Amazon.com that provide information about the ownership and distribution of certain works as
well as whether a particular work is being commercially exploited. I also reviewed various
corporate websites that provided information about the identified content.
After making my assessment of the infringement status of each of the
counterclaim files, I did additional work to test and ultimately corroborate my infringement
determinations. One way I did that was by checking information provided by Dr. Ian Foster
using Hotfile’s records that shows whether there was a “hash match” between the counterclaim
files and a file that had been removed for reasons associated with copyright infringement. A
“hash match” file is an identical copy of the counterclaim file – in other words, it has the same
unique “hash” value. I also checked information provided by Dr. Foster using Hotfile’s records
that shows whether there were takedown notices that had the same title as the counterclaim file,
which indicates that other copies of the same work had been identified as infringing. In certain
circumstances, I also included in my consideration whether the identified copyright owner had
sent takedown notices to Hotfile on other works, again using information provided by Dr. Foster
using Hotfile’s records. This information on takedown notices provided by Dr. Foster was
organized and summarized by plaintiffs’ counsel for presentation on Exhibit B (which I describe
in more detail below).
During my second deposition in this case, which took place following the
production of my rebuttal report, defendants’ counsel provided me with an affidavit from the
purported copyright owner of one of the content files I examined, called “PHP Video Tutorials.”
That content is available by streaming by clicking on a link on the copyright owner’s website
(www.phpvideotutorials.com), and is monetized by the copyright owner on his website by a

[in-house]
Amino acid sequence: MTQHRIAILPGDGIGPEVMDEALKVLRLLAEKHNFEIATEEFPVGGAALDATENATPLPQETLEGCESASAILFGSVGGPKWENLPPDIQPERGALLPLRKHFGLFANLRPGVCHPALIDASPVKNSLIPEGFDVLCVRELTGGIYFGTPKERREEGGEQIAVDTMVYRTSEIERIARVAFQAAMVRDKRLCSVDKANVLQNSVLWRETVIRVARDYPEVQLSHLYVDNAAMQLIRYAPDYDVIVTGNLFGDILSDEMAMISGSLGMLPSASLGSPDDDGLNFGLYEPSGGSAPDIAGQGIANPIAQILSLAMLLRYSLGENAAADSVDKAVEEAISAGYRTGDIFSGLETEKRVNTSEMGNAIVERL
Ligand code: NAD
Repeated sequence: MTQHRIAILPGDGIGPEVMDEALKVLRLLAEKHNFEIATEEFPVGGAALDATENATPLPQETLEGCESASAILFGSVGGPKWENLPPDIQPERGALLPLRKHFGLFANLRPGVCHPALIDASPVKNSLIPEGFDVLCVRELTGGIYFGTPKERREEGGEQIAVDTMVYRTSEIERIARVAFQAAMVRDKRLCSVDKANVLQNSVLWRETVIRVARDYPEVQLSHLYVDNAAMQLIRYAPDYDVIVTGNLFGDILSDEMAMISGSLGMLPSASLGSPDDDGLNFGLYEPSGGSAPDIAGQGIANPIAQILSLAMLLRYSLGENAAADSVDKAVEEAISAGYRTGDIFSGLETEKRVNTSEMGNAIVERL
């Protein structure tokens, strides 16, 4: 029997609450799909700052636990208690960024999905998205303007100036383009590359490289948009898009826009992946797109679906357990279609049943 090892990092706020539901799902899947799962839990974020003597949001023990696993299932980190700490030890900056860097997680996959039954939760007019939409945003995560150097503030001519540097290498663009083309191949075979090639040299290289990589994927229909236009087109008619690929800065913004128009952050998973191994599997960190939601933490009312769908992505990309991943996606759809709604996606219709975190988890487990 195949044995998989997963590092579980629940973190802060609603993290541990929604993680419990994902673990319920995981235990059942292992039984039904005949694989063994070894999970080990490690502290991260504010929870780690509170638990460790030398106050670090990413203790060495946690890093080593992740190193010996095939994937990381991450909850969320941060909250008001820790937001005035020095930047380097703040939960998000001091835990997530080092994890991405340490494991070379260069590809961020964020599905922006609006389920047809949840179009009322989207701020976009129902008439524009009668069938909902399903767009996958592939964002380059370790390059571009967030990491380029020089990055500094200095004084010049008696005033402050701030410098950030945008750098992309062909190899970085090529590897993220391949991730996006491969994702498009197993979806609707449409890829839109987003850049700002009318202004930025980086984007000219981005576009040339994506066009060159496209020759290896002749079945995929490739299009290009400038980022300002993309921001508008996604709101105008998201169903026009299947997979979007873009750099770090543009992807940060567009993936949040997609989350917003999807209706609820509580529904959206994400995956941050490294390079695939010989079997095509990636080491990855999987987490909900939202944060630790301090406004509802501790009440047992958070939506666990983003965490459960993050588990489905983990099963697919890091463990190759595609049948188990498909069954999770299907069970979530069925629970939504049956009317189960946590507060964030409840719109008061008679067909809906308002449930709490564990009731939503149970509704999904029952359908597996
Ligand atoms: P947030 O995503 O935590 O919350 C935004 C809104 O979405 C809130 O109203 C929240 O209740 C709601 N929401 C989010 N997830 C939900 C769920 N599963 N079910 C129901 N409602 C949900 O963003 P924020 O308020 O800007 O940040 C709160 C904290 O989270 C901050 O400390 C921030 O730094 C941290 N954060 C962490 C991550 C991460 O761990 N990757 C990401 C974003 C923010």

solicitation for donations. The site also contains a copyright notice. As a result, in the course of
my review, I had concluded that the content was highly likely infringing. The affidavit supplied
to me by defendants’ counsel purports to state that the copyright owner has no objection to
sharing the identified content through Hotfile. I have a number of unanswered questions about
that affidavit (which I received for the first time in the deposition on Jan. 20, 2012). At my
request, plaintiffs’ counsel has asked defendants’ counsel to provide contact information for the
affiant, but plaintiffs’ counsel has not yet received it. At this time, I continue to believe that it is
highly likely that the content was infringed through distribution on Hotfile. I note that the affiant
does not state that he had authorized its distribution on Hotfile prior to it occurring.
Nevertheless, out of an abundance of caution, I have removed my “highly likely infringing”
classification of that file (which is available in multiple parts) for the time being.
Conclusions About the Counterclaim Files.
Attached hereto as Exhibit B is a chart that lists the 890 counterclaim files and
summarizes my findings. In Exhibit B, I provide the Hotfile URL link for each file, the Exhibit
to the Second Amended Counterclaim on which it is listed, and the identified title and copyright
owner, and I note the files I concluded to be highly likely infringing. In Exhibit B, I also include